Council President Schmidt also mentioned other notable Caldwell women, including:

  • Naomi Baldwin, the midwife who delivered infant Stephen Grover Cleveland in 1837;
  • Rachel Alice Farrington, a local artist, historian and litigant to save the Old Burying Ground;
  • Dorothy Budd Bartle, a local historian, museum curator, litigant to save the OBS, President of the GCBMA; and
  • Elsie Dobbins, a nationally recognized children's Librarian.

Looking toward the next generation of Caldwell women who will “make a significant contribution to the community and beyond,” the council honored graduating James Caldwell High School senior Mackenzie Courtright with a proclamation for receiving an Eagle Scout Summit Award. Courtright will be attending the United States Military Academy at West Point in the fall.  CLICK HERE to read the full story.

Additionally, Mayor Kelley reported during the meeting that he, Lace and Rodgers represented the borough at the West Caldwell Town Council meeting earlier that night to hear a presentation by Maser Consulting, P.A. on a proposal for renovations at Harrison School Field. 

“Shared services are an ideal way for neighboring communities to recognize substantial savings by pooling their resources,” said Kelley. “Our recreation department is an example of Caldwell and West Caldwell working together.”

As another example, Kelley added that “considerable efforts were made” by both communities regarding shared services with the two police departments, but that the Township of West Caldwell has opted “not to continue the discussions” at this time.

“The police shared-services agreement would have delivered $1 million in annual savings for each town,” said Kelley. “Caldwell has been taking steps in 2019 and 2020 to work towards the State of New Jersey recommended policing guidelines for a community such as ours, which identifies staffing recommendations based upon historical crime statistics.

“The borough has reduced headcount through attrition with no intentions of hiring so that we are in line with the expert recommendations from the State of New Jersey. Our efforts will bring Caldwell some savings, although certainly not as much as hoped."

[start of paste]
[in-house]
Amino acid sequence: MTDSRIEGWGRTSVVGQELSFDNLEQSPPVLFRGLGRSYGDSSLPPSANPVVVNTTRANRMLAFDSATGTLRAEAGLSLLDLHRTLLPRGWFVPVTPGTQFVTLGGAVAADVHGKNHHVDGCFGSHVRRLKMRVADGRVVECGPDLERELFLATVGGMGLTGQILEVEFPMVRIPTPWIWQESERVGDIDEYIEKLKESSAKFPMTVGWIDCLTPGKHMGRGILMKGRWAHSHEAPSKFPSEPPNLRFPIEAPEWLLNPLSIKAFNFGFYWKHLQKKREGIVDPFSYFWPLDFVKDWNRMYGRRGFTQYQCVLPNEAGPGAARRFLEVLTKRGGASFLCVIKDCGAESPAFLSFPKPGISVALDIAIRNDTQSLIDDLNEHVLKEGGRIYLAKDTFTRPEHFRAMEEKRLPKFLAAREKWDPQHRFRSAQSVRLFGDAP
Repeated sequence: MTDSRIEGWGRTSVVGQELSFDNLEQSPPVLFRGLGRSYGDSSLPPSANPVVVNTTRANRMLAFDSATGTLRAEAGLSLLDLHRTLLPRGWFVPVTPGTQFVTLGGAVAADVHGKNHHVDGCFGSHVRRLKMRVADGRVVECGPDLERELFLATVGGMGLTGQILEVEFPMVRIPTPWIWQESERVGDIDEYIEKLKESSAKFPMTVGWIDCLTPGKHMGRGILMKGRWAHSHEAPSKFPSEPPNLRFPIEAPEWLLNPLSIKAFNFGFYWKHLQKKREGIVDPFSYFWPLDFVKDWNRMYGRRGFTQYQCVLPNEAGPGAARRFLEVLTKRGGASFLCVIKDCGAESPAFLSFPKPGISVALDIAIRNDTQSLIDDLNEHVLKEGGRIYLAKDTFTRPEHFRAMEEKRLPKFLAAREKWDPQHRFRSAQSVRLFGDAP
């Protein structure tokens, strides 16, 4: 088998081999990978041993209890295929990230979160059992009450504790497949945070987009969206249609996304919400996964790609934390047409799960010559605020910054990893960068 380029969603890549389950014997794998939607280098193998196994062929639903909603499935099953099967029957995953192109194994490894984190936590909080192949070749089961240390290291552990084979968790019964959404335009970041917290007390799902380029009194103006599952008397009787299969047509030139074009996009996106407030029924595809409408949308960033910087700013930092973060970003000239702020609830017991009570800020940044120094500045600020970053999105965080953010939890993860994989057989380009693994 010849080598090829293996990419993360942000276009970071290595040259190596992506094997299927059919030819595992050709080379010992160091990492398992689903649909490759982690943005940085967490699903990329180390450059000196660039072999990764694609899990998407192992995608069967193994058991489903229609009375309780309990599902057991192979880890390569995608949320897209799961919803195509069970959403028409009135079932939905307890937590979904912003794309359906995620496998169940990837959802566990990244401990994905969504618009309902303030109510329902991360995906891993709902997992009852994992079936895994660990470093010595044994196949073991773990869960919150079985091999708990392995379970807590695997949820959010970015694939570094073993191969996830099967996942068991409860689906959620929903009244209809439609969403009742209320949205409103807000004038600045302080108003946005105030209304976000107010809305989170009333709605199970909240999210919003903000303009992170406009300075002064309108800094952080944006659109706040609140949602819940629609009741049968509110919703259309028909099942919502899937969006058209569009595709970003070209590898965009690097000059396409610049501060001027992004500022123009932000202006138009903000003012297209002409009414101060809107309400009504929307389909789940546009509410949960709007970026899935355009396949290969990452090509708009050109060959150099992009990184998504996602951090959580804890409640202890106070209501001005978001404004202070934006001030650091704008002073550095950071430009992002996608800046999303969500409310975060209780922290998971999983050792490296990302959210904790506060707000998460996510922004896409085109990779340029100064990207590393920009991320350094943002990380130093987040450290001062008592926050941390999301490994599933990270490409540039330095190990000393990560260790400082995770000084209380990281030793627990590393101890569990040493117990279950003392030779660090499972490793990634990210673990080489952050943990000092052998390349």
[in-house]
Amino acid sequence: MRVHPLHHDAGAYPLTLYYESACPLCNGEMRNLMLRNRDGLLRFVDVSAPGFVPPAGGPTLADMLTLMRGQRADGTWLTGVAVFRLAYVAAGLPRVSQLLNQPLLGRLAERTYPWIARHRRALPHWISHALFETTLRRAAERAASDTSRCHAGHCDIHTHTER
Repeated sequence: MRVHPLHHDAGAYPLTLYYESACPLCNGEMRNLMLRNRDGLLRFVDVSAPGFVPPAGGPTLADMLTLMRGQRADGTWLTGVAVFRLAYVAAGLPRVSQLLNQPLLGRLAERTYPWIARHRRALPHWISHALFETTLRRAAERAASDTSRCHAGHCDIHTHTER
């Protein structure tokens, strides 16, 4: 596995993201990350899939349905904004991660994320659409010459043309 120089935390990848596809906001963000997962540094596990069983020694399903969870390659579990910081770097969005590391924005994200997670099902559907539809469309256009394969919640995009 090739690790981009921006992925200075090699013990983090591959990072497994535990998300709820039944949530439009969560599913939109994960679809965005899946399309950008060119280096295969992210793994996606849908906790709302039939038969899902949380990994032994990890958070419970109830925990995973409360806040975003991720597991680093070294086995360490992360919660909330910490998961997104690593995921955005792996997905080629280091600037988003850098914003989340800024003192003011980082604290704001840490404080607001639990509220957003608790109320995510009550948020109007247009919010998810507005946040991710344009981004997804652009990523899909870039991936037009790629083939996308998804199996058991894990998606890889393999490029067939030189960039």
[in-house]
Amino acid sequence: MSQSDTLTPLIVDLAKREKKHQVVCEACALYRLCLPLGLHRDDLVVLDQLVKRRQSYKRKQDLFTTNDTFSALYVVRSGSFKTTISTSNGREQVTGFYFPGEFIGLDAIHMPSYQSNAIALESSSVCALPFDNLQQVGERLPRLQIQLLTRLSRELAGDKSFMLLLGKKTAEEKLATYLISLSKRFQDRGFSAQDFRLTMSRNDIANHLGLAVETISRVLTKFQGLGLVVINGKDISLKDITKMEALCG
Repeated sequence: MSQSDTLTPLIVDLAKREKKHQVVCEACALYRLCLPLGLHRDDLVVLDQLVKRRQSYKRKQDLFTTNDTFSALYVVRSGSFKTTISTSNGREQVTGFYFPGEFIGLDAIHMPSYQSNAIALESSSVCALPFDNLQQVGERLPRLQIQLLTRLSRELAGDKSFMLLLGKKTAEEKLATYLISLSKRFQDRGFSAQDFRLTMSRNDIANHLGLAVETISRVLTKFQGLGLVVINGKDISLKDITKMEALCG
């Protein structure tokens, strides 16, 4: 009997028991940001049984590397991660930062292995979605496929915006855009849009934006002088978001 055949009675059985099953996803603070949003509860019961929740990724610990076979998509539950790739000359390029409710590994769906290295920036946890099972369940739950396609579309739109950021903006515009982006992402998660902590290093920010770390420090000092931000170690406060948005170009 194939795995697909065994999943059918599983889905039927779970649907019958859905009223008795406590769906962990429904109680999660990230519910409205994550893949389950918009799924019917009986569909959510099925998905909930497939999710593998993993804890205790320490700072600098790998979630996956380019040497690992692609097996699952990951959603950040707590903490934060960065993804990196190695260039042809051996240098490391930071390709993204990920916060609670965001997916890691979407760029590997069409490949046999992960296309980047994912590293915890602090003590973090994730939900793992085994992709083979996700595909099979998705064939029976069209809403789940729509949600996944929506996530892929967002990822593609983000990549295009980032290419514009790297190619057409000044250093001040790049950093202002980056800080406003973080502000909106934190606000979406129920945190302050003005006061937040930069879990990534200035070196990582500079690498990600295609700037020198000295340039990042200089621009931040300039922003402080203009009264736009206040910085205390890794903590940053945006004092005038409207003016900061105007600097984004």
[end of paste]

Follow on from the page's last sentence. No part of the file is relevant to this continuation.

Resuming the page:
The most recent shared-services discussion with West Caldwell has focused on a turf field at the Harrison School.

However, Kelley noted that because the borough has “pressing infrastructure needs with the paving of streets, water main work, borough hall building considerations and community center repairs—not to mention the Wastewater Treatment plant and collection system capital investments needed—the governing body of Caldwell would be hard-pressed to explain to taxpayers the decision to participate in an investment into a turf field at this time.”

“Instead, I believe the [board of education] and West Caldwell should defer this investment to a future budget year,” said Kelley.

CLICK HERE to read the coverage of the West Caldwell meeting, where the proposal was discussed.

During his administrator’s report, Banker confirmed that the borough has rescinded the agreement with Desman Design Management to perform any more work for a potential parking garage located on Smull Avenue until a traffic impact and parking needs study has been completed.

In July 2019, the council authorized the firm to perform a preliminary site feasibility study for an amount not to exceed $17,500. The council also authorized Desman Design Management in December to provide design services for a fee not to exceed $324,500.

Banker said he expects to have a preliminary budget available for the next council meeting on March 17, if not the following meeting on April 7.